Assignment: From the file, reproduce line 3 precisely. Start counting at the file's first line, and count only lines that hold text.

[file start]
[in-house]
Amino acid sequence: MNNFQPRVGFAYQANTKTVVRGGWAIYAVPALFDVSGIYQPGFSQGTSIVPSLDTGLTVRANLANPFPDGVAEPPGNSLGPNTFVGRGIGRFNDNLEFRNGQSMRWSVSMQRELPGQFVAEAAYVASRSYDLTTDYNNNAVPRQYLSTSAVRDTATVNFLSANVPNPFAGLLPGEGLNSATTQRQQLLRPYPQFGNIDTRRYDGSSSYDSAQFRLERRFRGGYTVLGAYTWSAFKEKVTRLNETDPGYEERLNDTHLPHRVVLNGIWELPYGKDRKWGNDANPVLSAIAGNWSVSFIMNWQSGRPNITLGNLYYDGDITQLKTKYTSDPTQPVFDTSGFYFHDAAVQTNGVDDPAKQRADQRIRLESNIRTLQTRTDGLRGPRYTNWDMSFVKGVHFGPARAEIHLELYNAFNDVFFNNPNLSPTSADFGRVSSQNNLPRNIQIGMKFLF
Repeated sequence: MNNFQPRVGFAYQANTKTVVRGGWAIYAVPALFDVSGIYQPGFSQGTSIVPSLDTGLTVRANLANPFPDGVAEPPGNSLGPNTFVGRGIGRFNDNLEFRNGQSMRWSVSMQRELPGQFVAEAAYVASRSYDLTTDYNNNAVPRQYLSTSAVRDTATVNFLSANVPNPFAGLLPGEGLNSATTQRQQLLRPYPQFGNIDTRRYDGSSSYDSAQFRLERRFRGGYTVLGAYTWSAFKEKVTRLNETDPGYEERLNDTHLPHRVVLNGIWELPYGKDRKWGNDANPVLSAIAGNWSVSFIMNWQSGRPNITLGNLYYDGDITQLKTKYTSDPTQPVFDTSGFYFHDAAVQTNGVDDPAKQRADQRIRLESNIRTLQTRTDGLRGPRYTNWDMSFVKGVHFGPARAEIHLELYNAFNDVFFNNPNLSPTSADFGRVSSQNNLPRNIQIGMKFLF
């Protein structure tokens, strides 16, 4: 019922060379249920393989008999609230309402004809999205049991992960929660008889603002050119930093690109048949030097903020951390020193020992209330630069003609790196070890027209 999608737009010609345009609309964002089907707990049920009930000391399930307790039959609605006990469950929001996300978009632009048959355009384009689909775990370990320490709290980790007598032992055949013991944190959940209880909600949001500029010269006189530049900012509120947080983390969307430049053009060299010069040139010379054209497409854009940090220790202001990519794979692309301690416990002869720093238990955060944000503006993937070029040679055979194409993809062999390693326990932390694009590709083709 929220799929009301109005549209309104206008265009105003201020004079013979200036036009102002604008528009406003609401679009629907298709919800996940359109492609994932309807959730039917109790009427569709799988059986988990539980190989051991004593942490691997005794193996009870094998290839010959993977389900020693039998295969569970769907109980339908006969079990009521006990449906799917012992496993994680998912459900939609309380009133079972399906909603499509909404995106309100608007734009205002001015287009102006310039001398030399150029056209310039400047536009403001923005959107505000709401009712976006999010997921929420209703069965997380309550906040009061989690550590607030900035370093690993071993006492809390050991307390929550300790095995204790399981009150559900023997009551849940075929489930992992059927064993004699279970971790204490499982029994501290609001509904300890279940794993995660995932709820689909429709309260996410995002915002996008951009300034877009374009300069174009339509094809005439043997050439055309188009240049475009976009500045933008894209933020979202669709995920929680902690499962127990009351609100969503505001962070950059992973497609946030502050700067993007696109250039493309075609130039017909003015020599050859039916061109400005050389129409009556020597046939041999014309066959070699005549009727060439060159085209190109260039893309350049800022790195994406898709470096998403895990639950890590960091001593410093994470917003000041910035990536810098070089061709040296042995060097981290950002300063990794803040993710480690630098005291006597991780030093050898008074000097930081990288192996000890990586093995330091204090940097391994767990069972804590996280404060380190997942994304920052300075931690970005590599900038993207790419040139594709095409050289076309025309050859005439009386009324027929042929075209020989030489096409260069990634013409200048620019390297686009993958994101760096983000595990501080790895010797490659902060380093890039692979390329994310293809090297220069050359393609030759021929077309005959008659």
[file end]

Repeated sequence: MNNFQPRVGFAYQANTKTVVRGGWAIYAVPALFDVSGIYQPGFSQGTSIVPSLDTGLTVRANLANPFPDGVAEPPGNSLGPNTFVGRGIGRFNDNLEFRNGQSMRWSVSMQRELPGQFVAEAAYVASRSYDLTTDYNNNAVPRQYLSTSAVRDTATVNFLSANVPNPFAGLLPGEGLNSATTQRQQLLRPYPQFGNIDTRRYDGSSSYDSAQFRLERRFRGGYTVLGAYTWSAFKEKVTRLNETDPGYEERLNDTHLPHRVVLNGIWELPYGKDRKWGNDANPVLSAIAGNWSVSFIMNWQSGRPNITLGNLYYDGDITQLKTKYTSDPTQPVFDTSGFYFHDAAVQTNGVDDPAKQRADQRIRLESNIRTLQTRTDGLRGPRYTNWDMSFVKGVHFGPARAEIHLELYNAFNDVFFNNPNLSPTSADFGRVSSQNNLPRNIQIGMKFLF